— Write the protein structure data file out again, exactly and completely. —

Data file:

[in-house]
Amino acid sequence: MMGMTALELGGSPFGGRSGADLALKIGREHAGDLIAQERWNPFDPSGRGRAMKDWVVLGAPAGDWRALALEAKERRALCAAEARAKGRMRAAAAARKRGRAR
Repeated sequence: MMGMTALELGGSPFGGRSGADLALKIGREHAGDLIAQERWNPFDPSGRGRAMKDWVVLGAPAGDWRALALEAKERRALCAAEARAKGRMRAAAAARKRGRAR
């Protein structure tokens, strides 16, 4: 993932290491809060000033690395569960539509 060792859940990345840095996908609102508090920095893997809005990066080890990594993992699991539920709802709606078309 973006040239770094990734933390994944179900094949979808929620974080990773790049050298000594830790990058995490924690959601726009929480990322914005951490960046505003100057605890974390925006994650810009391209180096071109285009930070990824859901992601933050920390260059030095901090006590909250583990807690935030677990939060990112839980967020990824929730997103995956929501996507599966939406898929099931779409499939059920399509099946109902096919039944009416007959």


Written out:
[in-house]
Amino acid sequence: MMGMTALELGGSPFGGRSGADLALKIGREHAGDLIAQERWNPFDPSGRGRAMKDWVVLGAPAGDWRALALEAKERRALCAAEARAKGRMRAAAAARKRGRAR
Repeated sequence: MMGMTALELGGSPFGGRSGADLALKIGREHAGDLIAQERWNPFDPSGRGRAMKDWVVLGAPAGDWRALALEAKERRALCAAEARAKGRMRAAAAARKRGRAR
């Protein structure tokens, strides 16, 4: 993932290491809060000033690395569960539509 060792859940990345840095996908609102508090920095893997809005990066080890990594993992699991539920709802709606078309 973006040239770094990734933390994944179900094949979808929620974080990773790049050298000594830790990058995490924690959601726009929480990322914005951490960046505003100057605890974390925006994650810009391209180096071109285009930070990824859901992601933050920390260059030095901090006590909250583990807690935030677990939060990112839980967020990824929730997103995956929501996507599966939406898929099931779409499939059920399509099946109902096919039944009416007959």